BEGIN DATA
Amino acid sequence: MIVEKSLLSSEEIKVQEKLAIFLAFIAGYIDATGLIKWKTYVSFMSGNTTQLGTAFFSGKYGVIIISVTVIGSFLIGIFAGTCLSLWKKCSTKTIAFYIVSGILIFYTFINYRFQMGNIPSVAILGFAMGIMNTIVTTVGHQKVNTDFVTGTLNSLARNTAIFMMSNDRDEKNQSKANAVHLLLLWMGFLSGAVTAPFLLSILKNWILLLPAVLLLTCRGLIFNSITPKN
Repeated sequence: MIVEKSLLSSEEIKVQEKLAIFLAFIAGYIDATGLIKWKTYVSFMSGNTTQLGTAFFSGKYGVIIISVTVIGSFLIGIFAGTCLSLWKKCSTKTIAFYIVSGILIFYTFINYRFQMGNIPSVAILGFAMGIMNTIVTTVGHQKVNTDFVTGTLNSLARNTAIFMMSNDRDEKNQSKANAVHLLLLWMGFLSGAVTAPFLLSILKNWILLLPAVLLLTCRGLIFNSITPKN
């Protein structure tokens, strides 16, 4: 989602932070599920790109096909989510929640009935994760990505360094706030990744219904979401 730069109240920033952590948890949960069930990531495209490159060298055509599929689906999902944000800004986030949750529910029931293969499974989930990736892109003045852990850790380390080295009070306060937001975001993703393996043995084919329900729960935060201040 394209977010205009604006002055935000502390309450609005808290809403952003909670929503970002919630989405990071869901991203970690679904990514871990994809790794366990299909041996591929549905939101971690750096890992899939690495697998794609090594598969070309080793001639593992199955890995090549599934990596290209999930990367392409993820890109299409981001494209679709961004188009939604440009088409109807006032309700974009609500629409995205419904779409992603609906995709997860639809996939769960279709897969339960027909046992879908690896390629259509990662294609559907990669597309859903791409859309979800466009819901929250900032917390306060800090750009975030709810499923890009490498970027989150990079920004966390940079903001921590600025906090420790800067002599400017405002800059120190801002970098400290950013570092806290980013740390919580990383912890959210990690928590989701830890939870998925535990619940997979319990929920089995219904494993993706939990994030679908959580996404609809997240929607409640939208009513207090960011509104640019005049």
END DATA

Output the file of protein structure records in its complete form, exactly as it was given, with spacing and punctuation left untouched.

Amino acid sequence: MIVEKSLLSSEEIKVQEKLAIFLAFIAGYIDATGLIKWKTYVSFMSGNTTQLGTAFFSGKYGVIIISVTVIGSFLIGIFAGTCLSLWKKCSTKTIAFYIVSGILIFYTFINYRFQMGNIPSVAILGFAMGIMNTIVTTVGHQKVNTDFVTGTLNSLARNTAIFMMSNDRDEKNQSKANAVHLLLLWMGFLSGAVTAPFLLSILKNWILLLPAVLLLTCRGLIFNSITPKN
Repeated sequence: MIVEKSLLSSEEIKVQEKLAIFLAFIAGYIDATGLIKWKTYVSFMSGNTTQLGTAFFSGKYGVIIISVTVIGSFLIGIFAGTCLSLWKKCSTKTIAFYIVSGILIFYTFINYRFQMGNIPSVAILGFAMGIMNTIVTTVGHQKVNTDFVTGTLNSLARNTAIFMMSNDRDEKNQSKANAVHLLLLWMGFLSGAVTAPFLLSILKNWILLLPAVLLLTCRGLIFNSITPKN
């Protein structure tokens, strides 16, 4: 989602932070599920790109096909989510929640009935994760990505360094706030990744219904979401 730069109240920033952590948890949960069930990531495209490159060298055509599929689906999902944000800004986030949750529910029931293969499974989930990736892109003045852990850790380390080295009070306060937001975001993703393996043995084919329900729960935060201040 394209977010205009604006002055935000502390309450609005808290809403952003909670929503970002919630989405990071869901991203970690679904990514871990994809790794366990299909041996591929549905939101971690750096890992899939690495697998794609090594598969070309080793001639593992199955890995090549599934990596290209999930990367392409993820890109299409981001494209679709961004188009939604440009088409109807006032309700974009609500629409995205419904779409992603609906995709997860639809996939769960279709897969339960027909046992879908690896390629259509990662294609559907990669597309859903791409859309979800466009819901929250900032917390306060800090750009975030709810499923890009490498970027989150990079920004966390940079903001921590600025906090420790800067002599400017405002800059120190801002970098400290950013570092806290980013740390919580990383912890959210990690928590989701830890939870998925535990619940997979319990929920089995219904494993993706939990994030679908959580996404609809997240929607409640939208009513207090960011509104640019005049």